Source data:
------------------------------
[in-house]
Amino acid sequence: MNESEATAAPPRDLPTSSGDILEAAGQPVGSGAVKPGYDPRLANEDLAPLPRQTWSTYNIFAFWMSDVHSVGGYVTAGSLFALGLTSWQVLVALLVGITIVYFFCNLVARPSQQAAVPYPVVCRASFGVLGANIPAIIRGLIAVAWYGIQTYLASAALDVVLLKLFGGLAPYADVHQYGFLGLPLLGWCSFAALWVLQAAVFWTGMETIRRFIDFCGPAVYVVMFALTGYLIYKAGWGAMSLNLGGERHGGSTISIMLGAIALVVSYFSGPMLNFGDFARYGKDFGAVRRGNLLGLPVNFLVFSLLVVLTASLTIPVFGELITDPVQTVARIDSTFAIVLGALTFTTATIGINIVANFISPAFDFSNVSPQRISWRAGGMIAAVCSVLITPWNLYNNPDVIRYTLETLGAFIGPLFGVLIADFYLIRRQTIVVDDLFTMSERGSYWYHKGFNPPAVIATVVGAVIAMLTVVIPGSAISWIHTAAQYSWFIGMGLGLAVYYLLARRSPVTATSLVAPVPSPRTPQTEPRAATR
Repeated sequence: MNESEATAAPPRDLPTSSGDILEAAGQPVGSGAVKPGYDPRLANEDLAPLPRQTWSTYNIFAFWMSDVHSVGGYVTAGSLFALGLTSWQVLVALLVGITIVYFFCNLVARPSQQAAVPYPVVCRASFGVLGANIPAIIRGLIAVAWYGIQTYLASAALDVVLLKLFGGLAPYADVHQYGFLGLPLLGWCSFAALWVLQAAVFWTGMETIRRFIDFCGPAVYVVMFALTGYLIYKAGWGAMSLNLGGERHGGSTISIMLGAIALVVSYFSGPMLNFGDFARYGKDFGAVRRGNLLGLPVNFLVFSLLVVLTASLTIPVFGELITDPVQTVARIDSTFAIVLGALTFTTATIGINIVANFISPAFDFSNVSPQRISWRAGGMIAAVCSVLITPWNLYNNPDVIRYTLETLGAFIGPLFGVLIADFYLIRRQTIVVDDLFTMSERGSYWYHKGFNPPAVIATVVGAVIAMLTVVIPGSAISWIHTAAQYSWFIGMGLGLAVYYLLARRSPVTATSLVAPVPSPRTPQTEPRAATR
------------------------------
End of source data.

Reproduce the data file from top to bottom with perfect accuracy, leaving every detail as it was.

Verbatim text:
[in-house]
Amino acid sequence: MNESEATAAPPRDLPTSSGDILEAAGQPVGSGAVKPGYDPRLANEDLAPLPRQTWSTYNIFAFWMSDVHSVGGYVTAGSLFALGLTSWQVLVALLVGITIVYFFCNLVARPSQQAAVPYPVVCRASFGVLGANIPAIIRGLIAVAWYGIQTYLASAALDVVLLKLFGGLAPYADVHQYGFLGLPLLGWCSFAALWVLQAAVFWTGMETIRRFIDFCGPAVYVVMFALTGYLIYKAGWGAMSLNLGGERHGGSTISIMLGAIALVVSYFSGPMLNFGDFARYGKDFGAVRRGNLLGLPVNFLVFSLLVVLTASLTIPVFGELITDPVQTVARIDSTFAIVLGALTFTTATIGINIVANFISPAFDFSNVSPQRISWRAGGMIAAVCSVLITPWNLYNNPDVIRYTLETLGAFIGPLFGVLIADFYLIRRQTIVVDDLFTMSERGSYWYHKGFNPPAVIATVVGAVIAMLTVVIPGSAISWIHTAAQYSWFIGMGLGLAVYYLLARRSPVTATSLVAPVPSPRTPQTEPRAATR
Repeated sequence: MNESEATAAPPRDLPTSSGDILEAAGQPVGSGAVKPGYDPRLANEDLAPLPRQTWSTYNIFAFWMSDVHSVGGYVTAGSLFALGLTSWQVLVALLVGITIVYFFCNLVARPSQQAAVPYPVVCRASFGVLGANIPAIIRGLIAVAWYGIQTYLASAALDVVLLKLFGGLAPYADVHQYGFLGLPLLGWCSFAALWVLQAAVFWTGMETIRRFIDFCGPAVYVVMFALTGYLIYKAGWGAMSLNLGGERHGGSTISIMLGAIALVVSYFSGPMLNFGDFARYGKDFGAVRRGNLLGLPVNFLVFSLLVVLTASLTIPVFGELITDPVQTVARIDSTFAIVLGALTFTTATIGINIVANFISPAFDFSNVSPQRISWRAGGMIAAVCSVLITPWNLYNNPDVIRYTLETLGAFIGPLFGVLIADFYLIRRQTIVVDDLFTMSERGSYWYHKGFNPPAVIATVVGAVIAMLTVVIPGSAISWIHTAAQYSWFIGMGLGLAVYYLLARRSPVTATSLVAPVPSPRTPQTEPRAATR